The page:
Sax on the Web Forum banner

1 - 6 of 6 Posts

·
Registered
Joined
·
75 Posts
Discussion Starter #1
I have a number of questions I want to find out about various saxes and stuff, and this is one of them.

What is the difference between a Selmer (USA) and a Selmer (Paris) sax, (most interested in altos)?

How do you work out if a particular Selmer is a USA or Paris variety?
 

·
Registered
Joined
·
1,293 Posts
A kinder reply would point out to a, presumably, not too knowledgeable but interested poster that Selmer Paris are professional line saxes whereas Selmer USA are not. Selmer Paris will have "Selmer Paris" engraved in a wreath, Selmer USA just "Selmer". BUT, some Mark Vis had both because they were assembled in the USA.

New Paris saxes are still made in France. New Selmer USA are Taiwanese and Chinese imports.
 

·
Distinguished SOTW Member
Joined
·
1,552 Posts
bmsj said:
A kinder reply would point out to a, presumably, not too knowledgeable but interested poster that Selmer Paris are professional line saxes whereas Selmer USA are not. Selmer Paris will have "Selmer Paris" engraved in a wreath, Selmer USA just "Selmer". BUT, some Mark Vis had both because they were assembled in the USA.

New Paris saxes are still made in France. New Selmer USA are Taiwanese and Chinese imports.
Not to correct you but to add info. The older Selmer USA's are considered pro level horns. There are a ton of threads in this section about the quality and build of Selmer USA; especially the ones from the '80s. I have a USA Alto and a USA Tenor from that era and LOVE them both.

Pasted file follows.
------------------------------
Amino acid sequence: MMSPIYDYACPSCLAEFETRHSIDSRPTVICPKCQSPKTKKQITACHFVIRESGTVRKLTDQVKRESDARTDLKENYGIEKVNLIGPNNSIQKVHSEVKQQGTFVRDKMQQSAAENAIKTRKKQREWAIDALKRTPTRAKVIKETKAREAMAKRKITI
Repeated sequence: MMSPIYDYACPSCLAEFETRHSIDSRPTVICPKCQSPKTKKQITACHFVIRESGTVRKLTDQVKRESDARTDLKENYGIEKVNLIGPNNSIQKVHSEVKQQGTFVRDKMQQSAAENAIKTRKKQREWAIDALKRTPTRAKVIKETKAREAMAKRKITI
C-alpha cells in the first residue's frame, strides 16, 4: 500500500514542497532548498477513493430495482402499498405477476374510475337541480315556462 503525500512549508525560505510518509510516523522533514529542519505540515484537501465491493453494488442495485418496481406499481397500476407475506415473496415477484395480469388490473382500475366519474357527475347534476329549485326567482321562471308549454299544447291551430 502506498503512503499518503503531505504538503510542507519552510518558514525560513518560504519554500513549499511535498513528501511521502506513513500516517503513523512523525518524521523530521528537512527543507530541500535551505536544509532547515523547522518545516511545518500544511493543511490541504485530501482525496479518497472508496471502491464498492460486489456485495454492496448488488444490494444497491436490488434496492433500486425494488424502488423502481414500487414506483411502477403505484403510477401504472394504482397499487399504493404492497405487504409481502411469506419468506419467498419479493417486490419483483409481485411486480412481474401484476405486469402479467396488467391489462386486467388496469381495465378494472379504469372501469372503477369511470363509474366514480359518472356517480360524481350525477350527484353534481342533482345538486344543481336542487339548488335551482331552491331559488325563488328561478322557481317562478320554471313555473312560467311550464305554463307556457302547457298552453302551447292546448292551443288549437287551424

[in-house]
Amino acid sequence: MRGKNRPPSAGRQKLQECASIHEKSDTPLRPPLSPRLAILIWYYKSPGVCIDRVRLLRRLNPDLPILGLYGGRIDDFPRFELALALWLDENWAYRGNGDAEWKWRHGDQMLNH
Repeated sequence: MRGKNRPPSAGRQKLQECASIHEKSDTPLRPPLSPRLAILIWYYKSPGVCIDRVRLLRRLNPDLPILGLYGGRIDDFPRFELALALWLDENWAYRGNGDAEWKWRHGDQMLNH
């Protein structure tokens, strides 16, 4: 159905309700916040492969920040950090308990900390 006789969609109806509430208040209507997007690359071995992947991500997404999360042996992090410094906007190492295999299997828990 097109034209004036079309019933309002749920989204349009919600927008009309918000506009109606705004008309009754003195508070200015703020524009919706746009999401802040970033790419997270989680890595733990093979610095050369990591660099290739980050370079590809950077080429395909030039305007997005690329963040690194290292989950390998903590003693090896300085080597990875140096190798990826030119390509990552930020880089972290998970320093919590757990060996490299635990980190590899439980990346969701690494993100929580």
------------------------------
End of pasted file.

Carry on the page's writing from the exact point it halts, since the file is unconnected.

·
Distinguished SOTW Member.
Joined
·
77 Posts
Those Great 1980's Selmer USA pro horns

There was a lot of collaboration to produce the Selmer Omega sax (and also the Selmer Omega clarinet) and both were designed as pro horns. Eventually they dropped the Omega engraving. The early model was a 162, then it became a 100 then later on a 110.

These are great horns. I've heard that Boots Randolph of Yakety Sax fame is or was a Selmer Paris artist, but plays on Selmer USA pro horns. I've run into a few of the pro models. Many are not marked with the model number. You need to know how to distinguish from the intermediate 200 model. The 300 had no bell engraving, but the 200 and 300 had similar extensive engraving. The 100 series horns were born with metal domed resonators and blue/black needle springs. The 200 series had brown resonators and blunt white metal springs.

All that aside..... these horns have a lot of guts and soul. Eerily similar to Mark 6 sound, but different. Some folks call these Mark 6 juniors. If I were strapped for money and wanted a Mark 6, I'd get a USA 100 model.

The best one I ever got was rather ugly, having lost most of its lacquer... but what a sound! I paid a mere $150 for it on ebay!
 

·
Registered
Joined
·
55 Posts
Selmer Paris and Selmer USA can be looked at as two separate companies. Selmer Paris is in France and makes the pro saxophones. Selmer USA is a totally separate thing that makes its own line, student to pro horns that span all woodwinds (clarinets, flutes, oboes, saxophones etc.) and brass. Selmer USA is now Conn-Selmer (because Conn and Selmer USA merged) and have the rights to distribute the horns made in Paris France to the USA; along with Yanigisawa. They also own Bach, Armstrong, Emerson, you name it! Our selmer rep even told us last week that they're also working with Brennan to make a new pro level flute. Anyway, Conn-Selmer still has a saxophone line, student to pro - the new aristocrat for students and the La Vie and La Vox for pro- but none are made in America anymore. They are all made oversea in Taiwan. But anyway, like you can say Yanigisawa (distributed by Conn-selmer) is from Japan, and is its own company, the same goes with Selmer Paris.
 
1 - 6 of 6 Posts
Top